San Diego to be Home to Major Mormon Temple
The Church of Jesus Christ of Latter-day Saints is building in San Diego its first California temple in more than 25 years.
The 75-room temple will be only the third of the church’s large temples in the state; the others are in Oakland and Los Angeles.
For years, church members in the San Diego area trekked to the Los Angeles temple for marriage ceremonies and other rites. The new temple will serve not only them, but Imperial County and parts of southern Orange County and northern Baja California.
“We build a temple in an area when membership warrants it--that is, keeps it busy and operating,” said Don LeFevre, a spokesman at church headquarters in Salt Lake City.
Robert McGraw, a local church representative, placed the San-Diego area’s Mormon population at more than 45,000, with about 100 congregations.
The temple was planned six years ago and ground was broken on the 8-acre University City site in February, 1988. But design changes and other refinements held up construction until four months ago. Completion is expected by spring, 1992, although Dennis Agle, spokesman for Deems Lewis McKinley, the architectural firm that designed the temple, said that is flexible. “The project will be finished when it’s finished.”
Bill Magnuson, project architect, said he considers the temple a once-in-a-lifetime opportunity.
Magnuson said the Mormon church allowed the design team to redesign the original draft, which simply called for construction of a standard temple. “We then started from scratch,” he said.
The four-level Charmant Drive temple, with twin towers soaring up to 190 feet, will be visible from Interstate 5. White marble, light golden cherrywood and gold leafing are some of the materials being used in the design.
“We wanted the temple to stand out. We wanted it to stand out like the governmental buildings in Washington, the cathedrals in Europe. We wanted that kind of pride and power behind it,” Magnuson said.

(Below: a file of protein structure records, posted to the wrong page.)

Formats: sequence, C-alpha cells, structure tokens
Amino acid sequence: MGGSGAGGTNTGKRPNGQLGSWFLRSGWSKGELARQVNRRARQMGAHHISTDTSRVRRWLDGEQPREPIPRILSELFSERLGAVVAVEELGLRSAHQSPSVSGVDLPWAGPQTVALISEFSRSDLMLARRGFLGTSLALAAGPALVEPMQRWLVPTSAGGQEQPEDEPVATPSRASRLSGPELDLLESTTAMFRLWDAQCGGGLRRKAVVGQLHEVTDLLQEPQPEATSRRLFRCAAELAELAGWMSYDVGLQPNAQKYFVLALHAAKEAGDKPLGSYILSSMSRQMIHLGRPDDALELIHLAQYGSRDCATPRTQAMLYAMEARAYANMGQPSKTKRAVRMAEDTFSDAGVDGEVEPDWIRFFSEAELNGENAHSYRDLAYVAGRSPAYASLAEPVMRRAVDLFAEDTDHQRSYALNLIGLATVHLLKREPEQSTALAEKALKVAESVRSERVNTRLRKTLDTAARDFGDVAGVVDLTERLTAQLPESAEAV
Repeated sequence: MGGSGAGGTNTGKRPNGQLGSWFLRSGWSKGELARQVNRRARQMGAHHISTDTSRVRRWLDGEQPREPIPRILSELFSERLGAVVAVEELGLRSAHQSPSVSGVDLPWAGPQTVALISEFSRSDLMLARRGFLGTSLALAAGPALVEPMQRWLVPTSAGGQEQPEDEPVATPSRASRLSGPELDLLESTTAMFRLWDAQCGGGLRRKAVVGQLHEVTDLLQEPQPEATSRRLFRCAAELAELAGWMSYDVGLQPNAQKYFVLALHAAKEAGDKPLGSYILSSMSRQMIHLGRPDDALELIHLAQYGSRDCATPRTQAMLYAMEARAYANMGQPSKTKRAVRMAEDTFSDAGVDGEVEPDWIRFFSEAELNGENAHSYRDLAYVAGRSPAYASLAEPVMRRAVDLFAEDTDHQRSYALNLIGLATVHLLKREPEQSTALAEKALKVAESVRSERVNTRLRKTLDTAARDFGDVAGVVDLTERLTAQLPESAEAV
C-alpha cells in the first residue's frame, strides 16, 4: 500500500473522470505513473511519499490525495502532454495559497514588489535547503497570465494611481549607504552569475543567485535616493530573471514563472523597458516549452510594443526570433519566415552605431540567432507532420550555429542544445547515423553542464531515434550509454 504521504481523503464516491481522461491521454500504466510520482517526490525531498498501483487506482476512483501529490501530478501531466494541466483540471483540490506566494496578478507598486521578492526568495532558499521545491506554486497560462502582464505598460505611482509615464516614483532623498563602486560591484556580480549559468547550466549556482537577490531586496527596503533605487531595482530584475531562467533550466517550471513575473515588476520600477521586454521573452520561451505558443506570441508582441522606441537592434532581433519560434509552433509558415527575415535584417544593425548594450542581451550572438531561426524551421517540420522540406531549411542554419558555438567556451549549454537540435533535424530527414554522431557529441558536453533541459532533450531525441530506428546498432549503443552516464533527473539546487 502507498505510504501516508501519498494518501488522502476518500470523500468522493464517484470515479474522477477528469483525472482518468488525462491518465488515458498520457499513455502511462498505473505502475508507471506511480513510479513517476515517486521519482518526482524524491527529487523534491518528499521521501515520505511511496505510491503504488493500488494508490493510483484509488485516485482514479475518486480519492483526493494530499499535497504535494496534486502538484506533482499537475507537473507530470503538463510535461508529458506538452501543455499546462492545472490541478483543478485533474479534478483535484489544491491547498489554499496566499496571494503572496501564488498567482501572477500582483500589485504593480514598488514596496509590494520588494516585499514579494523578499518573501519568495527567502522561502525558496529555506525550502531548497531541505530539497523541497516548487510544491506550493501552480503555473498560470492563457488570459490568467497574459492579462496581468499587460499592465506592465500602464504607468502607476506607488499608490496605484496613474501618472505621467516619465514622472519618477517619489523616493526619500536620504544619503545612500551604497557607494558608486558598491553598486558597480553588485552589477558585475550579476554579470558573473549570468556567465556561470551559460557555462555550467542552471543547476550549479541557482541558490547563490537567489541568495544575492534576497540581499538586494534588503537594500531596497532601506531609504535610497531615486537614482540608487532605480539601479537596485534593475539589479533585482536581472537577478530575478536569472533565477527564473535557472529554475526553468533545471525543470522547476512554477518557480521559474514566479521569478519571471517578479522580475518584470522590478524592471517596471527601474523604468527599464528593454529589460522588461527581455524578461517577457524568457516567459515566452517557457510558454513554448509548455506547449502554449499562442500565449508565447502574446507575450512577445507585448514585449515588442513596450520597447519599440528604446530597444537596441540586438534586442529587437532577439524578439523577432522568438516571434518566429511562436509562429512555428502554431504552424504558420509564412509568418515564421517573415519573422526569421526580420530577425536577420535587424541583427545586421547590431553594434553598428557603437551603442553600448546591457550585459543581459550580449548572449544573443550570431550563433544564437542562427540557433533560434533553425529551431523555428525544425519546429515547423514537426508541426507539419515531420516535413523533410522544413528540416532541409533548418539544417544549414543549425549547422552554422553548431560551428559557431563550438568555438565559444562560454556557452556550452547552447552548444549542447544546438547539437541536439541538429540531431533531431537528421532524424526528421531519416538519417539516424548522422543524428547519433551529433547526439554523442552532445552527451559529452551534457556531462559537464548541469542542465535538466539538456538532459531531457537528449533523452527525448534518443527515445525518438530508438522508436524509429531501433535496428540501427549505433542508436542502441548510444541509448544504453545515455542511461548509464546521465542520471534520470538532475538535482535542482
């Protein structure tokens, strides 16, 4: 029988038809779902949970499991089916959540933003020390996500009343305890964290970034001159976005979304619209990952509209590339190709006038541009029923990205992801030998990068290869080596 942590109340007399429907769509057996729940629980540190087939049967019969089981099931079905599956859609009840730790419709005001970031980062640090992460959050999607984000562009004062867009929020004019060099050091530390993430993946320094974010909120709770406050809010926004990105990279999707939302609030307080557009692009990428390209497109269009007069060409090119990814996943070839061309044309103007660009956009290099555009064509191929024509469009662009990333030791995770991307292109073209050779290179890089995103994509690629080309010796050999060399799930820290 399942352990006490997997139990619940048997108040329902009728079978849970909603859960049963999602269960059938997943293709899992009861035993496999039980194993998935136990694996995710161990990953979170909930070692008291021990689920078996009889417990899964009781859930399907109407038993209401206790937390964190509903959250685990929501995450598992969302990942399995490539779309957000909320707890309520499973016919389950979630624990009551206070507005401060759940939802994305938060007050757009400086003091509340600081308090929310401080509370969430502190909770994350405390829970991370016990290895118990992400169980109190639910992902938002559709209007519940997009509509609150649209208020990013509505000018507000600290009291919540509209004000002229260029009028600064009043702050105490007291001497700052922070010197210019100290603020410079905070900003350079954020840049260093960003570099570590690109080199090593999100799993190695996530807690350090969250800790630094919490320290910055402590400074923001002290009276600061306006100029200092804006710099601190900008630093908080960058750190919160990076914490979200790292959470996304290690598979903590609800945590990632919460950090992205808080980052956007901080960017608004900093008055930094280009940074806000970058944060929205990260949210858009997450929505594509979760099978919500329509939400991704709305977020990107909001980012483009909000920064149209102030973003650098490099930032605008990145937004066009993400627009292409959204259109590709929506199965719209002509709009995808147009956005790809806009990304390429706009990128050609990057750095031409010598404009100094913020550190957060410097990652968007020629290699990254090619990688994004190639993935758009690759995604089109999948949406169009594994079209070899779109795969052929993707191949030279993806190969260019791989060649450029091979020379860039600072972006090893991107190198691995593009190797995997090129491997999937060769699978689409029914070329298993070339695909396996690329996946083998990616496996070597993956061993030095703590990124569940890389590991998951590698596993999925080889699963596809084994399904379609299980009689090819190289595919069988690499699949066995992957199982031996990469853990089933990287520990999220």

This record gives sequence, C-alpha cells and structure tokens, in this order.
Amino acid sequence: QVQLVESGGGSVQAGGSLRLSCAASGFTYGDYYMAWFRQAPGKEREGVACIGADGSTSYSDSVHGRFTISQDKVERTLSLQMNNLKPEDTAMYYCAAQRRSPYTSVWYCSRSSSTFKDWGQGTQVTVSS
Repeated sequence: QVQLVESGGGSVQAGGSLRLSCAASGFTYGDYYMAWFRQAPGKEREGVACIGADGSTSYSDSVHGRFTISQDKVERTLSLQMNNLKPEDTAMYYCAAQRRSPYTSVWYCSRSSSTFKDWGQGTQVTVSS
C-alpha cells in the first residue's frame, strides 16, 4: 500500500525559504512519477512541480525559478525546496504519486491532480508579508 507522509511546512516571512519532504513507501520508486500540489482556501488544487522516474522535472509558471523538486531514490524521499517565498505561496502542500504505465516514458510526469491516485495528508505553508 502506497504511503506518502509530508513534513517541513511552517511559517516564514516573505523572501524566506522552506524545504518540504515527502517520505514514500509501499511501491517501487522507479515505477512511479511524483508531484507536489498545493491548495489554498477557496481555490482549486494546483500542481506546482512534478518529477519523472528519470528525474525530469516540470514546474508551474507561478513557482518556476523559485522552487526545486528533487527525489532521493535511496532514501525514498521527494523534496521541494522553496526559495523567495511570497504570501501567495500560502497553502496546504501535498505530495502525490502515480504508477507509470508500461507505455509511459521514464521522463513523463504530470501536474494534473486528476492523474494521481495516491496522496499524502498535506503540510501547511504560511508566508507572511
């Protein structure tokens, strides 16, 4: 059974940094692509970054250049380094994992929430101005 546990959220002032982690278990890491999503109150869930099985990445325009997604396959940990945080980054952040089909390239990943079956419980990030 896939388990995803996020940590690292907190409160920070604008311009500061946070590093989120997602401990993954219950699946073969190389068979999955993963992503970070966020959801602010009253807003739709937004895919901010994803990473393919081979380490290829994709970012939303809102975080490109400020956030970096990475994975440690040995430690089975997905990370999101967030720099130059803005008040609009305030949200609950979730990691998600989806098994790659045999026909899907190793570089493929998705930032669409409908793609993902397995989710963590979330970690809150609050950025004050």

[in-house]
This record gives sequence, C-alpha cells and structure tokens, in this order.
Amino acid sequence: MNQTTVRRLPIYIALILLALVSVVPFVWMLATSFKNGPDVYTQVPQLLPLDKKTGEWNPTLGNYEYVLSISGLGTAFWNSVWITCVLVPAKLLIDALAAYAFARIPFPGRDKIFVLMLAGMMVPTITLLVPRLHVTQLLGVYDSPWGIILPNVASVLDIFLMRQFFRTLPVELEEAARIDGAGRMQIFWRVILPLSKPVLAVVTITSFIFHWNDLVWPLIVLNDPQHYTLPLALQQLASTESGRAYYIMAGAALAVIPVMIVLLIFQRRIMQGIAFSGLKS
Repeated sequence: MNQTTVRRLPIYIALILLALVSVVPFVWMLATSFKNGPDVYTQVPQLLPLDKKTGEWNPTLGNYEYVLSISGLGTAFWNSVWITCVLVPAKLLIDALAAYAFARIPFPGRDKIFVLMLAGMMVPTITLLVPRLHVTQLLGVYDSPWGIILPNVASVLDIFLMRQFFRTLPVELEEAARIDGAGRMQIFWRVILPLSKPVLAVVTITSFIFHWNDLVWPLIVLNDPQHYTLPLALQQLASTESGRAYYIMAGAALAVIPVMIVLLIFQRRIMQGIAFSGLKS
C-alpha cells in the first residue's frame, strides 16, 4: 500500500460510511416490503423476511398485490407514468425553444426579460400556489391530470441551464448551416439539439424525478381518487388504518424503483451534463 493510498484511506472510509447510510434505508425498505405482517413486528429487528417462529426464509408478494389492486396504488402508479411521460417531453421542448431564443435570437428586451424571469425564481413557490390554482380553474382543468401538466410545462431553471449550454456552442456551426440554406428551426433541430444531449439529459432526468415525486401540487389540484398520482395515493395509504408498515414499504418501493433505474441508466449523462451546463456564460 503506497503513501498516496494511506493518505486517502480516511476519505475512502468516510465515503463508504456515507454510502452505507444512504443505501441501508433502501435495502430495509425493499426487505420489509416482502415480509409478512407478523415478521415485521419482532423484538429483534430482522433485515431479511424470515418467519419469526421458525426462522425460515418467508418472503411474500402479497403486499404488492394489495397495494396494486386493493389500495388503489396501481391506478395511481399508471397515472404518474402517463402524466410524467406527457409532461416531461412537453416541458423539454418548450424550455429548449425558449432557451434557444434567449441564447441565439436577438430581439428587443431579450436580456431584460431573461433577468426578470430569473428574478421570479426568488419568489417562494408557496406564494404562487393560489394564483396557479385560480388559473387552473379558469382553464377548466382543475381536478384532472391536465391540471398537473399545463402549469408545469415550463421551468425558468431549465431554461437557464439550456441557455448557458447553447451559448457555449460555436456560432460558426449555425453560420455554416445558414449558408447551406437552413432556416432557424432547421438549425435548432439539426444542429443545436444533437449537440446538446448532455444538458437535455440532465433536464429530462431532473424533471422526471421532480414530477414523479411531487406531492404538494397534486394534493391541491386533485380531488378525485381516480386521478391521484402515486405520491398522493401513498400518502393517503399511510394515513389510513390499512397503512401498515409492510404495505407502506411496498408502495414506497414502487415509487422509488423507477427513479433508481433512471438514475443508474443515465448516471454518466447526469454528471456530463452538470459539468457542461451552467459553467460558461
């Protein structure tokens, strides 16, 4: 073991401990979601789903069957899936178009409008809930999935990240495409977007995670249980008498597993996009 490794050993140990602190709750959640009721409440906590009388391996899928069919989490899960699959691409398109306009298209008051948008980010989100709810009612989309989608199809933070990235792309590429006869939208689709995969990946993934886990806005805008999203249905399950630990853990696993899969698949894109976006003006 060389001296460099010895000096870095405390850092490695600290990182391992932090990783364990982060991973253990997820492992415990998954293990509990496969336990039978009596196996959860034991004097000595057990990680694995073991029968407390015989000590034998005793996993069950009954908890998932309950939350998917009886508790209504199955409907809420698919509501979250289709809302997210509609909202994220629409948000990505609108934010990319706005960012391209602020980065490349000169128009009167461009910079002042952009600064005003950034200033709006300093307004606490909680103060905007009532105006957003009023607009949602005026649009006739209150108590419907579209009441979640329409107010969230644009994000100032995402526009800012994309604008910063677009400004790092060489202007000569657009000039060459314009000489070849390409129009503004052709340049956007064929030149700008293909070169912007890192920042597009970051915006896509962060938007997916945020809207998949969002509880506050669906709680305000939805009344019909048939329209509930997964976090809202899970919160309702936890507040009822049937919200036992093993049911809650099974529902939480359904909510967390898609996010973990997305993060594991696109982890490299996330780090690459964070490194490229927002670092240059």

The temple will not replace the 20 or so Church of Jesus Christ of Latter-day Saints’ meeting houses in San Diego County. Sunday morning worship services, as well as other church activities, will continue at those buildings. In fact, the temple will be closed on Sundays.
Considered the sacred house of the Lord, the temple instead will serve the Mormon community as the place for marriage, baptism and other rituals.
LeFevre said ceremonies such as those sealing the family together as a unit will be held in the new temple.
Such special ceremonies for area Mormons are now held in the Los Angeles temple, 2 1/2 hours away.
“We try to place temples so that there is reasonable access to all people,” LeFevre said.
The San Diego temple is different in style and smaller than its counterparts in Los Angeles, but McGraw said it is comparable in size to other temples recently built.
The Los Angeles temple was built in 1956, and the Oakland temple was built in 1964.
When construction is completed, an open house will be held--the only time the facility will be open to the public.
“After that, only those worthy can go through it,” said Bill Lewis, an architect on the design team and a church member. “To go to the temple, you must be a member. The temple is not so much a secret, but sacred,” Lewis said.
The temple will house instructional areas, assembly rooms, offices and other areas. It will not feature one large room, as do many cathedrals.
The San Diego temple will be the 45th Mormon temple in the world. Worldwide, the Church of Jesus Christ of Latter-day Saints has 17,000 congregations. Temples in Portland, Ore., and Las Vegas, Nev., were completed last year. Plans are being made for two temples in South America--one in Bogota, Colombia, and the other in Guayaquil, Ecuador--and for temples in Orlando, Fla., and Bountiful, Utah.